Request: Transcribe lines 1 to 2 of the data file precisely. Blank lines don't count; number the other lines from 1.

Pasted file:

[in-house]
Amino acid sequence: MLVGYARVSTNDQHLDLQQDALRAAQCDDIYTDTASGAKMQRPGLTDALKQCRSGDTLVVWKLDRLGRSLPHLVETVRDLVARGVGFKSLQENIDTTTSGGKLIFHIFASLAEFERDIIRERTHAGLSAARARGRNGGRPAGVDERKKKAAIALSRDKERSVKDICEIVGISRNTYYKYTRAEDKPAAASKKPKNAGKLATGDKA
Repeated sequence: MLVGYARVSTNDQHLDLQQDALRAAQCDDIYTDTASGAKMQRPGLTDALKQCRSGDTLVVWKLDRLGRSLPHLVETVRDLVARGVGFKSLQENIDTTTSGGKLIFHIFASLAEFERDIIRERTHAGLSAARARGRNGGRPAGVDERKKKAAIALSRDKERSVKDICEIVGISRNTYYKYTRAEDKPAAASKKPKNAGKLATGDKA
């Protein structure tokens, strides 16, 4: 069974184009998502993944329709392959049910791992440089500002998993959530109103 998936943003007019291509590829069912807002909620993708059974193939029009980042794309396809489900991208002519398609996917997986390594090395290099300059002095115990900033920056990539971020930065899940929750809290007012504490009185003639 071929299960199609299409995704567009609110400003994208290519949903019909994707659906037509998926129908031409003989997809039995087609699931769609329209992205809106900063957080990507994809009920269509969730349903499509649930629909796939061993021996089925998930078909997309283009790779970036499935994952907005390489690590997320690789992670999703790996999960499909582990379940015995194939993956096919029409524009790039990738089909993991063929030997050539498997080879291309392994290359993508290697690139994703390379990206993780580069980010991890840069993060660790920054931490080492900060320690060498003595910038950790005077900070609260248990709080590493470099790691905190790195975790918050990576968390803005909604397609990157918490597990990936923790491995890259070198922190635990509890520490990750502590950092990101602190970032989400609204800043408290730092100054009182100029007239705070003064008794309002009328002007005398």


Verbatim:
[in-house]
Amino acid sequence: MLVGYARVSTNDQHLDLQQDALRAAQCDDIYTDTASGAKMQRPGLTDALKQCRSGDTLVVWKLDRLGRSLPHLVETVRDLVARGVGFKSLQENIDTTTSGGKLIFHIFASLAEFERDIIRERTHAGLSAARARGRNGGRPAGVDERKKKAAIALSRDKERSVKDICEIVGISRNTYYKYTRAEDKPAAASKKPKNAGKLATGDKA